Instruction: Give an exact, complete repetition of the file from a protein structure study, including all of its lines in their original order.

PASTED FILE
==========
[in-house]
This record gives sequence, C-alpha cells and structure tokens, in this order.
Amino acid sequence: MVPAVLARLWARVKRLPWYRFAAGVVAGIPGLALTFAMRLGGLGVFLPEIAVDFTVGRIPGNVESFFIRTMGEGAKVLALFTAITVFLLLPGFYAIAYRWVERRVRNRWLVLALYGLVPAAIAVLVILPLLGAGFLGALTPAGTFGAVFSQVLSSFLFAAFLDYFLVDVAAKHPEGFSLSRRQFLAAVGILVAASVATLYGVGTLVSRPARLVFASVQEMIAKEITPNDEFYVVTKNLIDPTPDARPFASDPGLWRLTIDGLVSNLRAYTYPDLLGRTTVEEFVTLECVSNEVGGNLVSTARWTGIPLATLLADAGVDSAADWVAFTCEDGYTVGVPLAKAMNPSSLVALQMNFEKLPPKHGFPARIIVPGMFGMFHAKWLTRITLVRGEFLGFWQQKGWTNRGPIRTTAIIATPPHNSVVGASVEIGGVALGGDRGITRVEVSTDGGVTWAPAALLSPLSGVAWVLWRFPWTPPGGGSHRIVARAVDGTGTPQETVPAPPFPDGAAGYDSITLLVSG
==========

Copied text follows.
[in-house]
This record gives sequence, C-alpha cells and structure tokens, in this order.
Amino acid sequence: MVPAVLARLWARVKRLPWYRFAAGVVAGIPGLALTFAMRLGGLGVFLPEIAVDFTVGRIPGNVESFFIRTMGEGAKVLALFTAITVFLLLPGFYAIAYRWVERRVRNRWLVLALYGLVPAAIAVLVILPLLGAGFLGALTPAGTFGAVFSQVLSSFLFAAFLDYFLVDVAAKHPEGFSLSRRQFLAAVGILVAASVATLYGVGTLVSRPARLVFASVQEMIAKEITPNDEFYVVTKNLIDPTPDARPFASDPGLWRLTIDGLVSNLRAYTYPDLLGRTTVEEFVTLECVSNEVGGNLVSTARWTGIPLATLLADAGVDSAADWVAFTCEDGYTVGVPLAKAMNPSSLVALQMNFEKLPPKHGFPARIIVPGMFGMFHAKWLTRITLVRGEFLGFWQQKGWTNRGPIRTTAIIATPPHNSVVGASVEIGGVALGGDRGITRVEVSTDGGVTWAPAALLSPLSGVAWVLWRFPWTPPGGGSHRIVARAVDGTGTPQETVPAPPFPDGAAGYDSITLLVSG